Monday, 17 May 2010

A novel way to buy shirts

Firstly for those who have an interest in cyber security and/or computer viruses, there's an excellent article on the Conflikter virus and its evolution on The Atlantic, avaliable here. I found it tough going but eminently readable. Considering this is now a botnet with 6-7 million computers in it, it's worth knowing about before it destroys civilisation.

However, on to the main portion of tonight's symposium, an excellent service I found out about the other day. Blank Label is a site dedicated to the art of co-creating shirts. What does that mean? In essence, that you design a shirt, and they make it for you.

The array of options is vast, and ever growing. They're even trying to engage people on the designs they have on offer. For example they currently have a poll up on a new collar style - the Nehru.

Speaking as someone who can't afford to have tailor made shirts (sad but true) this service is an amazing idea and one I have already taken advantage of. A charcoal gray shirt, with customised collar, cuffs and buttons, including delivery, set me back just shy of $75. To me, this isnt wildly expensive. I rarely buy work clothes and as such I'm willing to spend a little extra to get something special.

Also, when you put it in perspective, its not actually a huge amount. A TM Lewin shirt (my usual choice) would set me back in the region of £40. Thats for a generic, off the rack shirt, something I'll see coworkers wearing on a daily basis and which no one will look twice at. For a little over £50 I now have a shirt on the way which I wont see anywhere else. And I'm willing to pay for that little conceit.

Blank Label have hit upon a business model which I think will carry them a long way. They've brought a product which was previously exclusive to a worldwide community at an affordable cost. They are taking advantage of the fact that the internet creates a marketplace which can virtually guarantee they are profitable, even if they're only making a very small margin on each unit sold.

They arent the only company doing this, Chocri provides custom chocolate bars, and [me]&Goji allows you to create customised cereal. Strange concepts though these might be, I'm grateful for them, as I'll no longer have to think about good ideas for birthday presents.

Businesses like these are surfing a new wave of potential created not only by the internet, but the rapid dissemination of 'buzz' around the products they sell. Social media is spreading these things in a viral fashion, utterly bypassing old media and jumping from person to person.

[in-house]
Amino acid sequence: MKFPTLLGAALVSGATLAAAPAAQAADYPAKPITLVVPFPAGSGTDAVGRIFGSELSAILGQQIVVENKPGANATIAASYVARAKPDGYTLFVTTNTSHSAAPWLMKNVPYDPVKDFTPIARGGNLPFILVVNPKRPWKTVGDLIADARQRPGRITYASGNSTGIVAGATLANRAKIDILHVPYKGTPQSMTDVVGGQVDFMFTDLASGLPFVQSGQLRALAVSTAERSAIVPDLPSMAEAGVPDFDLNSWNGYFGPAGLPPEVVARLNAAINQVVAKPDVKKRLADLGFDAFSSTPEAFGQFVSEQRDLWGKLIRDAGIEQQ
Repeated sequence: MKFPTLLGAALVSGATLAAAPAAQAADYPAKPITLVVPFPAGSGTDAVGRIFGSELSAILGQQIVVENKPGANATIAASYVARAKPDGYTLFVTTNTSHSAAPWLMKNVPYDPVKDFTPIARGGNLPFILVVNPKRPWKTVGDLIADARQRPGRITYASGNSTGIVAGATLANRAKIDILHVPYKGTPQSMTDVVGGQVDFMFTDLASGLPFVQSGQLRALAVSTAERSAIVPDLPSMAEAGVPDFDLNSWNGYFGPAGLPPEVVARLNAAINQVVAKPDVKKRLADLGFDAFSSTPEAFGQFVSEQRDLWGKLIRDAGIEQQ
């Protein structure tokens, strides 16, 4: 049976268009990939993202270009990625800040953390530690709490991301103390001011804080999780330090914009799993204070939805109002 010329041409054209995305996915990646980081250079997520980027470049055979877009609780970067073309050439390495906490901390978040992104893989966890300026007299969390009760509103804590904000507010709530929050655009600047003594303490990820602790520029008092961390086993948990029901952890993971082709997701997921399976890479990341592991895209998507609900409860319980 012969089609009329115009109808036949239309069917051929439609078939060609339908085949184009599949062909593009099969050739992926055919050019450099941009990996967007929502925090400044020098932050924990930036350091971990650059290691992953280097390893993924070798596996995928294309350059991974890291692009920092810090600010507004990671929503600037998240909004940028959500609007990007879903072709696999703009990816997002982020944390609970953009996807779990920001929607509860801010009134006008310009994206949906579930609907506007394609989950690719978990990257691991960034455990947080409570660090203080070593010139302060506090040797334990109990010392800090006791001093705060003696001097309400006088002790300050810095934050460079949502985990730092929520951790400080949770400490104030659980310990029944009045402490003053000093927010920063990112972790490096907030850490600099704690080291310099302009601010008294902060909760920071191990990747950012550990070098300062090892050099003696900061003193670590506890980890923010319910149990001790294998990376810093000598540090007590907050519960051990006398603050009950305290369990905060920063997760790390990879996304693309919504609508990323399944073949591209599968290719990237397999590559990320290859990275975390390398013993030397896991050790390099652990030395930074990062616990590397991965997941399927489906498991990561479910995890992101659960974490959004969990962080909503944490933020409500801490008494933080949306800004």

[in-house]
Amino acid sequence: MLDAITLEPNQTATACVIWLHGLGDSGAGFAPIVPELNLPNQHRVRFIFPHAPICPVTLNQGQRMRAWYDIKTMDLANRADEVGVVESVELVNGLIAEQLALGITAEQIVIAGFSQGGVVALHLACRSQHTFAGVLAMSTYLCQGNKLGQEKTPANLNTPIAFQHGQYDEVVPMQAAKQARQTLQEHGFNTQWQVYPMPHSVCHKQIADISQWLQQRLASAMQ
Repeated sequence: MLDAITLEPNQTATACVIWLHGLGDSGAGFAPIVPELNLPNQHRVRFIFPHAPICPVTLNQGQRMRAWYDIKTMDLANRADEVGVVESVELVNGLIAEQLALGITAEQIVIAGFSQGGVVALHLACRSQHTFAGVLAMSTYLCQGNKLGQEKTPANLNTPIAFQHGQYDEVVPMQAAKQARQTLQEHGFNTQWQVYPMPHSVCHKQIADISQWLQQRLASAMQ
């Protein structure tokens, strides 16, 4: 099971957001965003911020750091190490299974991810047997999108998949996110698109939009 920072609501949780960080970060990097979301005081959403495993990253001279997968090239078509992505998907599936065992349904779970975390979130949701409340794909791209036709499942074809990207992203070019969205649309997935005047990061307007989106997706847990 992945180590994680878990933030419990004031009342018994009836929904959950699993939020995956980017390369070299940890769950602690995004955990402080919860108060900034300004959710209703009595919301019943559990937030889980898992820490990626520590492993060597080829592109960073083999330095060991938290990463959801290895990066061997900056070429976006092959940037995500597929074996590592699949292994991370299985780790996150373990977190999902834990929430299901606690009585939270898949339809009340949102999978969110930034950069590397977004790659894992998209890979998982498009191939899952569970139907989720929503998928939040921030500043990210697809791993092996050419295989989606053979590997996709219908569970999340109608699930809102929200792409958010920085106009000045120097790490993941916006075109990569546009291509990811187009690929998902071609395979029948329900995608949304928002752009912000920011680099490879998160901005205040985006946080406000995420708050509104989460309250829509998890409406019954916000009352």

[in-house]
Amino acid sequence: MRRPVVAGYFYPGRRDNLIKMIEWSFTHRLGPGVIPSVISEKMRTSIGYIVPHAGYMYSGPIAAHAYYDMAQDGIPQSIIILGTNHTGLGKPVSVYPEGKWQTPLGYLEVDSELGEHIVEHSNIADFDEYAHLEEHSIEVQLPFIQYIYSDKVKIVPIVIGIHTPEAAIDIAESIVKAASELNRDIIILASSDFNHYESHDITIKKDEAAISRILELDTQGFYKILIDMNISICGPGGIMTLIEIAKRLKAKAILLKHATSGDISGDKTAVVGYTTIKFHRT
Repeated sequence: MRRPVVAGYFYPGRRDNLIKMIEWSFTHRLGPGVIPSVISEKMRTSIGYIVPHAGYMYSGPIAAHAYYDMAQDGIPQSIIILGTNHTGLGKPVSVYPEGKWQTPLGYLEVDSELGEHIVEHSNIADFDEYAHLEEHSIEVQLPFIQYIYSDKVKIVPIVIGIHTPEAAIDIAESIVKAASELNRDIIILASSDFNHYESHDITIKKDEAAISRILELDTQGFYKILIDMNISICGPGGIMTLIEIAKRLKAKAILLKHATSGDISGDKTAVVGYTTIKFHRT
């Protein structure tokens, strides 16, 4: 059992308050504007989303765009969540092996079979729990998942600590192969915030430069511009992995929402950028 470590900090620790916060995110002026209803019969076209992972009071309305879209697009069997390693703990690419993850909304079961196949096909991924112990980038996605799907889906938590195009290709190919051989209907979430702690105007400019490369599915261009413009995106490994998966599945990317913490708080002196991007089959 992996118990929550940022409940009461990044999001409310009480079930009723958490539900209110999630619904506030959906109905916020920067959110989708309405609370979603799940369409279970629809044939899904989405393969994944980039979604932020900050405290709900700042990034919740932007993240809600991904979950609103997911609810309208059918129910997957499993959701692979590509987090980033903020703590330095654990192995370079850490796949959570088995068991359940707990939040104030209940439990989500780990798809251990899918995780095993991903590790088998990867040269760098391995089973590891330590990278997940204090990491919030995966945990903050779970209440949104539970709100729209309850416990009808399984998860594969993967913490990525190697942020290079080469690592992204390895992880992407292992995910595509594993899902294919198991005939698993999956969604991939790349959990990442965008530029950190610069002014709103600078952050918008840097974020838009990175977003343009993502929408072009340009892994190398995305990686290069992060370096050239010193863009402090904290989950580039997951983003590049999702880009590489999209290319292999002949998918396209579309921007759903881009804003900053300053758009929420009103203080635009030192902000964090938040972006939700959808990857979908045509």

Unique production is an increasingly viable concept across the board. Cost is being cut back further and further as the market accessability increases, the mass production technology grows more sophisticated (ironically more sophisticated mass production is unique production done on a massive scale) and the consumer demand grows. The range of products will continue to grow. Blank Label are clearly in the market to create a custom suit sooner or later, if someone doesnt beat them there.

Its an exciting new world, where anything is accessable. The next step, one I'll discuss in a later post, is to bring mass production into the home, allowing you to fabricate unique things.

I will of course, report back on the quality of the shirt when it arrives. For now, take a look at the site and see what you think.
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2 comments:

  1. Ey Chris, thanks for including us. After thinking I stumbled across the wrong blog post by the opening paragraph, I found myself nodding in agreement as I read along. You're right on the money, awesome that you're supporting the Co-Creation Custom Revolution (#CCCR)!

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  2. You're welcome, you've got an interesting service going and I wish you every success.

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